Re-assessing the priorities of your Product Backlog is required often so again, you can ensure that you are always focussing on the correct areas of your product and business. A project doesn’t have to stay the same priority it was assigned when first raised, it’s perfectly natural for it to become a higher or lower priority depending on circumstances. For example, a known issue which only happens once every month may be prioritised very low compared to other work however if it then blows up and starts happening once every minute, it suddenly requires escalating higher and looking at urgently.

Whilst I manage one main Product Backlog for the development team as a whole, I technically within that also manage two smaller Product Backlogs. I am DPM for two Scrum teams who both work in two week sprints, starting on alternate weeks and they each have their own Product Backlog. I re-assess the priorities of each team’s backlog before the end of each sprint so that every new sprint started is done so on the correct terms. Team priorities can change between sprints for a number of reasons such as but not limited to:

  1. A live issue with payments has been discovered and a fix is required urgently so jumps to the top of the queue. Ongoing project work will need to be put on hold until this is resolved and users are able to successfully make payments again
  2. A project which was of a lower priority last sprint is dev complete and now only requires testing, documentation and deploy. This may be brought higher up the priority list to get out the door early on in the next sprint to ensure that the code isn’t left too long before test and deploy. This avoids having projects and PR’s open for longer than necessary, reduces the need for the code written to be rebased and potentially also rewritten against Master due to other releases that have gone out in the mean time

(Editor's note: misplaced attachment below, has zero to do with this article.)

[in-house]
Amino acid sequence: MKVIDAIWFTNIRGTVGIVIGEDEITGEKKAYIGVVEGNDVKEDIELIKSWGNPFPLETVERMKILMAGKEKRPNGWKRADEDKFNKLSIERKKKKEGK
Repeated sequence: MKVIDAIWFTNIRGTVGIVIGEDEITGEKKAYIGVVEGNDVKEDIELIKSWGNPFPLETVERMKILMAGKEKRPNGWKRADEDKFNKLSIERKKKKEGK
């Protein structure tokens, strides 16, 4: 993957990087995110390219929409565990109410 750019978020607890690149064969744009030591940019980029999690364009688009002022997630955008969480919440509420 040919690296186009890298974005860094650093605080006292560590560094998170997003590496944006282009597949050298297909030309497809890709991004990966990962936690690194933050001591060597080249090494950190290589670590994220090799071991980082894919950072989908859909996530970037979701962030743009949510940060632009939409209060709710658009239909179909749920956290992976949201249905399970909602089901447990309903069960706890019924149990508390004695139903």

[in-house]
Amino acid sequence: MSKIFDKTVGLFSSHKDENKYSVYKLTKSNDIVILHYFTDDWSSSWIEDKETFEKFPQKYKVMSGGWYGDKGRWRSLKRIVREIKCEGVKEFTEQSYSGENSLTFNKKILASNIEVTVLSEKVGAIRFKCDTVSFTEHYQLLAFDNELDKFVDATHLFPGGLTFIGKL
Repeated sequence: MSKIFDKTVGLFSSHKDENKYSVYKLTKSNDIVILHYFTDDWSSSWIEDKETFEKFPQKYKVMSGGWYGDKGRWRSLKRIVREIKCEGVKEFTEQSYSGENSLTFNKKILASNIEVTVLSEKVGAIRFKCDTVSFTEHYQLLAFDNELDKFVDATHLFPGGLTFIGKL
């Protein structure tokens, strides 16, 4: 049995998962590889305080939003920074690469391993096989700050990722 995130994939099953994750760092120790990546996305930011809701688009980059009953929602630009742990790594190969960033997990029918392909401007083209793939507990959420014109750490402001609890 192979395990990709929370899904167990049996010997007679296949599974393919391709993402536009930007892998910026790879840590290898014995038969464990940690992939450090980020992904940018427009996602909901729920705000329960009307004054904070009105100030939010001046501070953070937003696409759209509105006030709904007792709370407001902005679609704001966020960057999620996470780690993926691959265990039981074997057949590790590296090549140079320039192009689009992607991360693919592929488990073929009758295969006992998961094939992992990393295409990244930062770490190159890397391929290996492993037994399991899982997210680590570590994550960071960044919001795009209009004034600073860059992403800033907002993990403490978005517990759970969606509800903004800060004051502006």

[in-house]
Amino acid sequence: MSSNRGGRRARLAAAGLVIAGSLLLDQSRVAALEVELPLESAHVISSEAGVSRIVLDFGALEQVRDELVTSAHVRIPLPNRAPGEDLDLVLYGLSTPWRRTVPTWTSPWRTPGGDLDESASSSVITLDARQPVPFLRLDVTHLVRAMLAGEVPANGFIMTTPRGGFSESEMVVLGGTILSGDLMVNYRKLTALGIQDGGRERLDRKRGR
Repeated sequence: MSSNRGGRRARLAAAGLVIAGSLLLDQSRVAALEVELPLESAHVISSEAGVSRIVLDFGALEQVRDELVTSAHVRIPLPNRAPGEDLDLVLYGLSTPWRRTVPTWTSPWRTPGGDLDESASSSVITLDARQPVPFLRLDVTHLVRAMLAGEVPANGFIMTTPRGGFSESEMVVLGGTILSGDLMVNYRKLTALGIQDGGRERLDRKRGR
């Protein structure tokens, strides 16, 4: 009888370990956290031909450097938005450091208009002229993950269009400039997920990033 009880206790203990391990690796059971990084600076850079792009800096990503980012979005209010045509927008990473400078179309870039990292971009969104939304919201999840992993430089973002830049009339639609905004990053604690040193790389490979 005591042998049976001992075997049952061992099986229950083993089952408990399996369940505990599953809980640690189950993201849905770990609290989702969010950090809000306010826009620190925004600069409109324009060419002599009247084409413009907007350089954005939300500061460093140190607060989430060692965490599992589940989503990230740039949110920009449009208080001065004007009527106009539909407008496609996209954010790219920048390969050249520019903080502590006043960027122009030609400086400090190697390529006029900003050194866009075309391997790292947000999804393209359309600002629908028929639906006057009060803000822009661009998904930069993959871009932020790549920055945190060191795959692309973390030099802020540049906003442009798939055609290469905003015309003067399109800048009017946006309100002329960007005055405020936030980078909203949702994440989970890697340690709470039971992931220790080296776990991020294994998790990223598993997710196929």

For me, a project is not complete when the development is complete, it’s not even complete once it’s been deployed to Production. A project is only complete and therefore moved off the Product Backlog once the development, testing, release and any automation and documentation tasks are also complete. Automation and documentation tasks should never be an after thought left on the back burner to be completed as and when people are light in between other projects (spoiler alert, people are never light in between other projects) — they are just as important as the manual testing and deploy. Only once all tasks are complete, can a project itself be considered complete and the team allowed to move on.

By re-assessing priorities each sprint, teams are able to concentrate on only the most important projects and remain commercially aware whilst still being able to complete and ship work. As explained in my previous article, our teams are cross functional and encouraged to work together and learn from each other on projects where possible. If a team member finishes their work on priority A, they simply move onto helping others with priority B. However, if they are unable to or not required to help with B, they can move onto starting C instead with the understanding that others who are working on A and B, including QA’s, will not be fully available to help them on C.

Continuous backlog grooming and re-assessment of priorities benefits everybody in the business in one way or another. You as Project Manager are able to ensure that you and your team are always focussing on the correct areas of your product and business. Staying on top of where each project and team are at is a far easier task because of this and allows for clearer project allocation and management. Your development team is safe in the knowledge that they are commercially aware, working on only the most important tasks and not rushed from one unfinished project to the next. The wider business trusts that the correct projects based on business need and criticality are being worked on in the correct order and can receive accurate status updates as required. Everybody wins.

Backlog grooming like a boss.